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HIV testing among men remains low globally and in sub-Saharan Africa in particular, when compared with their female counterparts. The study is aimed at synthesizing evidence on barriers to HIV testing among men in Ogoja Cross River State Nigeria using a scoping review method. A scoping review were conducted, guided by Arksey and O'Malley's framework.
STATEMENT OF THE PROBLEM
HIV testing among men remains low globally and in sub-Saharan Africa in particular, when compared with their female counterparts. Less than a quarter of the adolescent and young adult (23.7%) had ever tested for HIV, and an even lower proportion (12.4%) tested in the year preceding the survey. More females (25.4%) compared to males (20.8%) had ever tested for HIV. The study was aimed at investigating into the root cause(s) of low HIV testing uptake among men in Ogoja, Cross River Sate and recommend possible solution to the identified barriers in order to improve HIV testing coverage among men in Ogoja.
RESEARCH QUESTIONS OF THE STUDY
The study answered the question below:
- What factors prevent men from receiving HIV testing services in Ogoja?
RESEARCH HYPOTHESIS OF THE STUDY
- There is negative relationship between fear of HIV positive result and HIV testing among men.
- There is positive relationship between knowledge of HIV and HIV testing uptake.
- There is negative relationship between stigma and HIV testing uptake.
- There is positive relationship between confidentiality and HIV testing uptake among men.
- There is positive relationship between good attitude of health care service providers and HIV testing uptake among men.
OBJECTIVES OF THE STUDY
To study the key barriers to HIV testing uptake among men in Ogoja Cross River Sate Nigeria.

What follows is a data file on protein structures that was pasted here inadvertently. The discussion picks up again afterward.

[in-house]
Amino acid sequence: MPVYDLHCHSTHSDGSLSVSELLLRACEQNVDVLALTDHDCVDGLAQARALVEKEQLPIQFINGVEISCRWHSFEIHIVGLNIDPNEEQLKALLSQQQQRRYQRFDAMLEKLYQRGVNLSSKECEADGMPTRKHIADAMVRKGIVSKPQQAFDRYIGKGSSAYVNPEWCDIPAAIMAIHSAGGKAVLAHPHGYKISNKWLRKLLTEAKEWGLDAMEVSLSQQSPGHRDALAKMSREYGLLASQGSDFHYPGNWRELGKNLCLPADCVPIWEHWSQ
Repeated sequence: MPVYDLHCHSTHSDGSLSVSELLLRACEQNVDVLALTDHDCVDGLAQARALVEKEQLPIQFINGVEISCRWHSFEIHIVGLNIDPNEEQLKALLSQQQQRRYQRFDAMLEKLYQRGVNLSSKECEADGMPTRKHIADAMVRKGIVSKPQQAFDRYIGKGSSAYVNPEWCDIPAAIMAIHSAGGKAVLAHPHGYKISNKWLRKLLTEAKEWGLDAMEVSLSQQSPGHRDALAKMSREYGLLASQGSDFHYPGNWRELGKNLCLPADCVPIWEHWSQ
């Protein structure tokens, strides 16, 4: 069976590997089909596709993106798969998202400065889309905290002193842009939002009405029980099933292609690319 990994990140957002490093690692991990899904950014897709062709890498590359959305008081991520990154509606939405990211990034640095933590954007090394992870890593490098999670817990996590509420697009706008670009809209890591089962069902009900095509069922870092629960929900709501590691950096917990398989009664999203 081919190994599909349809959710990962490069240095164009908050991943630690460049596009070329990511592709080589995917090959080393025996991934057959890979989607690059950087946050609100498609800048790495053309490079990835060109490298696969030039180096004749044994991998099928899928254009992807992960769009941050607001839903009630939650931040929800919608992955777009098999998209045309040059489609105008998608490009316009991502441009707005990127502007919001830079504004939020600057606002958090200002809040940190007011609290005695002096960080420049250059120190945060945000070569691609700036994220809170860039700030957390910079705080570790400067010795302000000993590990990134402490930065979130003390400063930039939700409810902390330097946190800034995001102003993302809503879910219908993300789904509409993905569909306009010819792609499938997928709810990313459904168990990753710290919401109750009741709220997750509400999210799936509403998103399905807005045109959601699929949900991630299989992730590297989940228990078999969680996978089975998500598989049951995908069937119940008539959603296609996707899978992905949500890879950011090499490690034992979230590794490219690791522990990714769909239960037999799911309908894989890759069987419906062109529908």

- To explore barriers to HIV testing among men in Ogoja.
- To examine possible recommendations to improved HIV testing among men in Ogoja.
Significance of the study
The primary beneficiaries of the findings of this study are the public health sector as this helps public health workers develop strategies to improved HIV testing among men, which will help to break the chain of HIV transmission. It also provides a systematic body of knowledge that can be explored for appropriate policy formulation, act as a reminder to both the state and civil society to always incorporate policy that improved HIV testing uptake among men. findings also provide guidance to health care facilities in Ogoja area in planning for strategies to improve HIV testing services rendered to men.
Comprehensive testing for HIV infection is critical to addressing the HIV pandemic globally. Effective testing improves surveillance, aiding in evaluating prevention efforts, and ensures that HIV-infected individuals can be engaged in care early, avoiding preventable morbidity and mortality . Regrettably, access to testing is often inadequate in Low- and middle-income countries where the burden of HIV is greatest.
HIV (human Immunodeficiency virus) is also an epidemic that attacks cells that facilitate the body fight infection, making somebody extra in danger of different infections and diseases. It's unfolded by contact with sure bodily fluids of somebody with HIV, most typically throughout unprotected sex (sex whereas not a security or HIV medication to forestall or treat HIV), or through sharing injection drug instrumentation.
If left untreated, HIV can cause the illness AIDS (acquired disorder syndrome).
The physical structure can’t get eliminate HIV and no effective HIV cure exists. So, once you have HIV, you have it forever.
However, by taking HIV medication (called antiretroviral treatment or ART), people with HIV can live long and healthy lives and forestall transmission HIV to their sexual partners. to boot, there are effective methods to forestall getting HIV through sex or drug use, at the side of pre-exposure prophylaxis (PrEP) and post-exposure Prophylaxis (PEP) .